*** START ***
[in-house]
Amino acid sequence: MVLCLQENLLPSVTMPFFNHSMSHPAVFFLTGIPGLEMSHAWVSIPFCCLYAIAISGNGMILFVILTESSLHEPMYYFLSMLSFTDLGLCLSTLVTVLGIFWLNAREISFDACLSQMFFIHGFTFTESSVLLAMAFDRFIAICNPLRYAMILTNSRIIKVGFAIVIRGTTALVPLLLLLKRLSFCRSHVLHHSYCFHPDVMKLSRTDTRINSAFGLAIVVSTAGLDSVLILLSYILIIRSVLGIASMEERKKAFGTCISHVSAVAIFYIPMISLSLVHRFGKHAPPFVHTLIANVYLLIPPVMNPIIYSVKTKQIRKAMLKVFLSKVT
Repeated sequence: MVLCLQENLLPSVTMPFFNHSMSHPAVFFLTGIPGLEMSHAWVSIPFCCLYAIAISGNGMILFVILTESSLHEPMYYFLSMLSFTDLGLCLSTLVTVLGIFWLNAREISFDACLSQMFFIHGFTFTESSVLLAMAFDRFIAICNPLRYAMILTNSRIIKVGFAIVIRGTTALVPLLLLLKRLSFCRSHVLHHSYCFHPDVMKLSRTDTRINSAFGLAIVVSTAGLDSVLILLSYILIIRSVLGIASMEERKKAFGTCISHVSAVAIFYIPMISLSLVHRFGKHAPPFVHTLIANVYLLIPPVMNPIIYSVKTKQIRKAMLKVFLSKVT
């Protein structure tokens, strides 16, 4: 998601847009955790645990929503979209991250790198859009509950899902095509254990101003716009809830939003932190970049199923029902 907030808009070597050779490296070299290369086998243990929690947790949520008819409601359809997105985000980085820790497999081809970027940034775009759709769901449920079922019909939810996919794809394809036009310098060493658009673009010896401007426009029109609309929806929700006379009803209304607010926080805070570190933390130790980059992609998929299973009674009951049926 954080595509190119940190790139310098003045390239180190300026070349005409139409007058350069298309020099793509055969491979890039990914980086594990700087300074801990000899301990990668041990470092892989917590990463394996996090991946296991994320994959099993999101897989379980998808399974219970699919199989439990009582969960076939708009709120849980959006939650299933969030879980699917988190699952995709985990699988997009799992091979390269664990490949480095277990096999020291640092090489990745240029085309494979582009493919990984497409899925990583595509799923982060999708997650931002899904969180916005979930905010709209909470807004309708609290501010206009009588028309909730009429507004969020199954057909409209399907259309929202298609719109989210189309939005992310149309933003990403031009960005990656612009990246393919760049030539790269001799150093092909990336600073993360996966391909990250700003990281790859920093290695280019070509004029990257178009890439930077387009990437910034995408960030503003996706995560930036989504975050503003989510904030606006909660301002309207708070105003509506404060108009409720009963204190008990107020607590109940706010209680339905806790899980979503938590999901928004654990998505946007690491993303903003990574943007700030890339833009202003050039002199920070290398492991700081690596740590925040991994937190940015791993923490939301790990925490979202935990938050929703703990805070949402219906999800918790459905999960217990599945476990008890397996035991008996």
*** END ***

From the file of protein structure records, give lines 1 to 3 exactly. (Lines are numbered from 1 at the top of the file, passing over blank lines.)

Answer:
[in-house]
Amino acid sequence: MVLCLQENLLPSVTMPFFNHSMSHPAVFFLTGIPGLEMSHAWVSIPFCCLYAIAISGNGMILFVILTESSLHEPMYYFLSMLSFTDLGLCLSTLVTVLGIFWLNAREISFDACLSQMFFIHGFTFTESSVLLAMAFDRFIAICNPLRYAMILTNSRIIKVGFAIVIRGTTALVPLLLLLKRLSFCRSHVLHHSYCFHPDVMKLSRTDTRINSAFGLAIVVSTAGLDSVLILLSYILIIRSVLGIASMEERKKAFGTCISHVSAVAIFYIPMISLSLVHRFGKHAPPFVHTLIANVYLLIPPVMNPIIYSVKTKQIRKAMLKVFLSKVT
Repeated sequence: MVLCLQENLLPSVTMPFFNHSMSHPAVFFLTGIPGLEMSHAWVSIPFCCLYAIAISGNGMILFVILTESSLHEPMYYFLSMLSFTDLGLCLSTLVTVLGIFWLNAREISFDACLSQMFFIHGFTFTESSVLLAMAFDRFIAICNPLRYAMILTNSRIIKVGFAIVIRGTTALVPLLLLLKRLSFCRSHVLHHSYCFHPDVMKLSRTDTRINSAFGLAIVVSTAGLDSVLILLSYILIIRSVLGIASMEERKKAFGTCISHVSAVAIFYIPMISLSLVHRFGKHAPPFVHTLIANVYLLIPPVMNPIIYSVKTKQIRKAMLKVFLSKVT